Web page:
"..., or so they say." What does this mean? And I see you say also just "...or so." I think I can use it properly - like "I'm not much of a romantic, or so they say". But I don't know what this mean exactly. Help me?
Aug 22, 2010 9:54 AM
Answers · 4
"Or so they say" means "at least that is what other people say, but I don't know if that's true." It's a way to show that you are not agreeing or disagreeing with the statement. "Drinking tea with lemon will protect you from catching a cold, or so they say." "or so" by itself doesn't mean the same thing. It CAN mean "about". "Can you lend me five dollars or so? I want to get some lunch." It depends more on the situation. "We'd like to see the profits increase by 25% or so in the next year."
August 22, 2010
"or so they say" means like "That's what everyone else says" or "I think that's what other people think" Sometimes when you use "~Or so they say" you haven't REALLY HEARD people SAY that, you just assume they think that way.
August 23, 2010
The easy answer is: "Or so they say" means > I understand this is how most people describe me/it. (may or may not be true) Example: I'm not very good at math, or so they say. Means: I'm not very good at math. This is what I've been told or heard about myself (what other people think about my ability).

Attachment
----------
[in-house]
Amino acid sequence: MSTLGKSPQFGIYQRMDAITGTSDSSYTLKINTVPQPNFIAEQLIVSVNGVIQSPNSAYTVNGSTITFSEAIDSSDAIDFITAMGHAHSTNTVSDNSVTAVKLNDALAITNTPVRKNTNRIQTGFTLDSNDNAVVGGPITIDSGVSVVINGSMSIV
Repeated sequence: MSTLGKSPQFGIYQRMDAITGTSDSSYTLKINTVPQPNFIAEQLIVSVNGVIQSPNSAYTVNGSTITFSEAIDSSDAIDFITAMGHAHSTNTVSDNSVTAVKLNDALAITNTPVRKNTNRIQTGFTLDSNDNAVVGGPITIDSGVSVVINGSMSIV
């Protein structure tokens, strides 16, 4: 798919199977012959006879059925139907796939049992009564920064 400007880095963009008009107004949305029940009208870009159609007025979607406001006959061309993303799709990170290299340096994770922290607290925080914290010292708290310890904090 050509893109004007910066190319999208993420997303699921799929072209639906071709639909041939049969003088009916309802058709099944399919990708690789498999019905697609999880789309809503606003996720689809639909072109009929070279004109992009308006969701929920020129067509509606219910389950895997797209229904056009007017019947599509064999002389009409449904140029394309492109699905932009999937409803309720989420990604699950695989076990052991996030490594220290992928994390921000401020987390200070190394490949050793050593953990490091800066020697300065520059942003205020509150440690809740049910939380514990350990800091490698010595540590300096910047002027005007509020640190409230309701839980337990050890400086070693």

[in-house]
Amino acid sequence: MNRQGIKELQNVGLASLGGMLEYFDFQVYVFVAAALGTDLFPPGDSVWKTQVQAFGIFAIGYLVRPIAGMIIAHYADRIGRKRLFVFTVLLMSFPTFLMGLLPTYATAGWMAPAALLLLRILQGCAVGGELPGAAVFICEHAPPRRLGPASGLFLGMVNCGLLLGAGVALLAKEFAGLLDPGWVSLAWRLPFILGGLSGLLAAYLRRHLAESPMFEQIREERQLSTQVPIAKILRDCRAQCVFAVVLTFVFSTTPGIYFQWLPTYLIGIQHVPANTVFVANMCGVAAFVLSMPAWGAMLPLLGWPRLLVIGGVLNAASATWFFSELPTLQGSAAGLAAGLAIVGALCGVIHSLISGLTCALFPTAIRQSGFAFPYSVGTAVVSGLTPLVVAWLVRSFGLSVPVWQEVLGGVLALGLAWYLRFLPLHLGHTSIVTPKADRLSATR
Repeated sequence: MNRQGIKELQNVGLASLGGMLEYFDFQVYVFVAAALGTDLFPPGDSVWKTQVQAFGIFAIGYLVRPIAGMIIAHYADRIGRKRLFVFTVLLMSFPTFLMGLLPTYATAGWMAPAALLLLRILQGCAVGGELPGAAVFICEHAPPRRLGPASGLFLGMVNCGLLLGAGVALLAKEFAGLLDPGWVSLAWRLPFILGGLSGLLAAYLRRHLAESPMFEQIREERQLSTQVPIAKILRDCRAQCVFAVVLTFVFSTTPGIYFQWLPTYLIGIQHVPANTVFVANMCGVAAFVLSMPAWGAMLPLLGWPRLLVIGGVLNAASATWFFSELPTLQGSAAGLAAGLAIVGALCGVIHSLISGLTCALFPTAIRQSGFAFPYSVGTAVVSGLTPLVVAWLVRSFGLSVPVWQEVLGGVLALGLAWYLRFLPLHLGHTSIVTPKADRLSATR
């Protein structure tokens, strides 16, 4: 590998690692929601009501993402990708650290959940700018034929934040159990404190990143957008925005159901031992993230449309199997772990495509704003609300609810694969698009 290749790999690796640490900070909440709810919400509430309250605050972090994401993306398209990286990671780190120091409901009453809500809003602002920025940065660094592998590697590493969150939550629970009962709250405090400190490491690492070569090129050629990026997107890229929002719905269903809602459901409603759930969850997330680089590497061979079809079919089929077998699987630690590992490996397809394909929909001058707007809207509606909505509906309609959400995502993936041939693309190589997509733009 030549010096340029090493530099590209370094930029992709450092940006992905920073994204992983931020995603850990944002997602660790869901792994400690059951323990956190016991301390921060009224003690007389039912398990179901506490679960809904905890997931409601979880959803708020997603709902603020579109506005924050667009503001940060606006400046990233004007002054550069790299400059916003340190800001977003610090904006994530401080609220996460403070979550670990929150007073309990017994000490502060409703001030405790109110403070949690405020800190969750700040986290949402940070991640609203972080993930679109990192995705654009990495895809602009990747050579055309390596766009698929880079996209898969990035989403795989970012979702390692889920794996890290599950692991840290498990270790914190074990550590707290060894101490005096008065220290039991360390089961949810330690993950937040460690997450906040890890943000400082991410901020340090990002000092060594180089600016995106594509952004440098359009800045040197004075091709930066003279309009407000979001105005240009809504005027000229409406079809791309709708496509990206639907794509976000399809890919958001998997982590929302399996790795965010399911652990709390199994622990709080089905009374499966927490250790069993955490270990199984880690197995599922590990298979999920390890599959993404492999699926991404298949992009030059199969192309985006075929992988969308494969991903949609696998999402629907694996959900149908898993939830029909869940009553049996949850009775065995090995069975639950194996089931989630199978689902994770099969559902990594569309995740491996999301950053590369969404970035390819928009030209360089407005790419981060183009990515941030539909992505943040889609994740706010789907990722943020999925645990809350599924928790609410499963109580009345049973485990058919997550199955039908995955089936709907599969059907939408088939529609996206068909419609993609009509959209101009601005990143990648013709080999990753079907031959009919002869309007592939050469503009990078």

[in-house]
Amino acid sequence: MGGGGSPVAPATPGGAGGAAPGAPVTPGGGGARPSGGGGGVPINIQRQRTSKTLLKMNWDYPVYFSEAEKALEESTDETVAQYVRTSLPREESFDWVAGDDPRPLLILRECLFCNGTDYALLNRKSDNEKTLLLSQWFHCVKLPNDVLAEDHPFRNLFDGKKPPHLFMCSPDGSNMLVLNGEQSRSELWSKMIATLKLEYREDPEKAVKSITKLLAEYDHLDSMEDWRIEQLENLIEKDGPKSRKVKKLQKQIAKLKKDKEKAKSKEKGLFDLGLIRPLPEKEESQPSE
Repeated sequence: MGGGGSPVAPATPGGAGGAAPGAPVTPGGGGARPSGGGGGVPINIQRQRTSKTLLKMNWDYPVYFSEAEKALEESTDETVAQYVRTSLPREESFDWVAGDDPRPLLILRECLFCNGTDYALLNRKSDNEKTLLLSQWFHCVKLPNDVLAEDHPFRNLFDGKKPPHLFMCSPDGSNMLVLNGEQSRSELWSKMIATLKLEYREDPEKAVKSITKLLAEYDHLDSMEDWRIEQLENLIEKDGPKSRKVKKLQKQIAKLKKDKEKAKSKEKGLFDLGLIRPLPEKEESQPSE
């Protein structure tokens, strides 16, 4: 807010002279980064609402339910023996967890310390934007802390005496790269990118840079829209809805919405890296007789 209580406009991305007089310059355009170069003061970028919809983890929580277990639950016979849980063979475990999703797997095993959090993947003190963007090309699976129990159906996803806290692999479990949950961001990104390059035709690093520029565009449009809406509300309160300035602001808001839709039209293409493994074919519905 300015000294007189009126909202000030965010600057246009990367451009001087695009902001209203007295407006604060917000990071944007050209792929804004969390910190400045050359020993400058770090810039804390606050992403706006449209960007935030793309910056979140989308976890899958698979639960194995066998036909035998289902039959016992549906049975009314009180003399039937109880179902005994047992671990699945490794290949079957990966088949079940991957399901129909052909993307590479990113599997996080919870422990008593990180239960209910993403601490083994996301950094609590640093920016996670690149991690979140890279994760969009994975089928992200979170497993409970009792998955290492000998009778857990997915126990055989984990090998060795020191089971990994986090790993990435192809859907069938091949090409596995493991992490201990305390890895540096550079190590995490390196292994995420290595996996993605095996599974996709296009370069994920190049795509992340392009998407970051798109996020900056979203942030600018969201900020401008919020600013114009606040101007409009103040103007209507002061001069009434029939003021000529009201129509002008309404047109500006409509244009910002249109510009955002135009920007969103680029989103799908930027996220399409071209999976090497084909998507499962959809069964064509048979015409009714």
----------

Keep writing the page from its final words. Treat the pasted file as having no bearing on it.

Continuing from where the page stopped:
August 22, 2010
"Or so they say" means "so I hear", "so I'm told", or even simply "apparently". It's not a definite fact you're stating, just an opinion. "Or so they say" is used to make this more evident. "I'm not much of a romantic, apparently". You don't literally need a second opinion to use "or so they say".
August 22, 2010
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